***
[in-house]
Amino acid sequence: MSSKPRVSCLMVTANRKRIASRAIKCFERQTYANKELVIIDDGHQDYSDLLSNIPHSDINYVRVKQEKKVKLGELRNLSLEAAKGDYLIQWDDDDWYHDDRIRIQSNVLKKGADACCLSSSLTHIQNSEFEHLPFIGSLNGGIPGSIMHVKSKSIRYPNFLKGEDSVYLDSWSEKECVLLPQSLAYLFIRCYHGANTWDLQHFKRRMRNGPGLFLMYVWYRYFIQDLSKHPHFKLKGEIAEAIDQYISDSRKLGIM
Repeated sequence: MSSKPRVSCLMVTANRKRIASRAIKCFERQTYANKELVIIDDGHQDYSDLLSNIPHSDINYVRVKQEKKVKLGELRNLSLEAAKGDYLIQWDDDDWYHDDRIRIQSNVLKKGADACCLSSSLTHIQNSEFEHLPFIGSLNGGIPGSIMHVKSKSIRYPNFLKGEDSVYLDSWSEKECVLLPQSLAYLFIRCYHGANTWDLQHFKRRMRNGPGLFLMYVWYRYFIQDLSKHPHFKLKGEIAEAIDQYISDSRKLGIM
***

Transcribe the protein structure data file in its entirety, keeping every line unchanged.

[in-house]
Amino acid sequence: MSSKPRVSCLMVTANRKRIASRAIKCFERQTYANKELVIIDDGHQDYSDLLSNIPHSDINYVRVKQEKKVKLGELRNLSLEAAKGDYLIQWDDDDWYHDDRIRIQSNVLKKGADACCLSSSLTHIQNSEFEHLPFIGSLNGGIPGSIMHVKSKSIRYPNFLKGEDSVYLDSWSEKECVLLPQSLAYLFIRCYHGANTWDLQHFKRRMRNGPGLFLMYVWYRYFIQDLSKHPHFKLKGEIAEAIDQYISDSRKLGIM
Repeated sequence: MSSKPRVSCLMVTANRKRIASRAIKCFERQTYANKELVIIDDGHQDYSDLLSNIPHSDINYVRVKQEKKVKLGELRNLSLEAAKGDYLIQWDDDDWYHDDRIRIQSNVLKKGADACCLSSSLTHIQNSEFEHLPFIGSLNGGIPGSIMHVKSKSIRYPNFLKGEDSVYLDSWSEKECVLLPQSLAYLFIRCYHGANTWDLQHFKRRMRNGPGLFLMYVWYRYFIQDLSKHPHFKLKGEIAEAIDQYISDSRKLGIM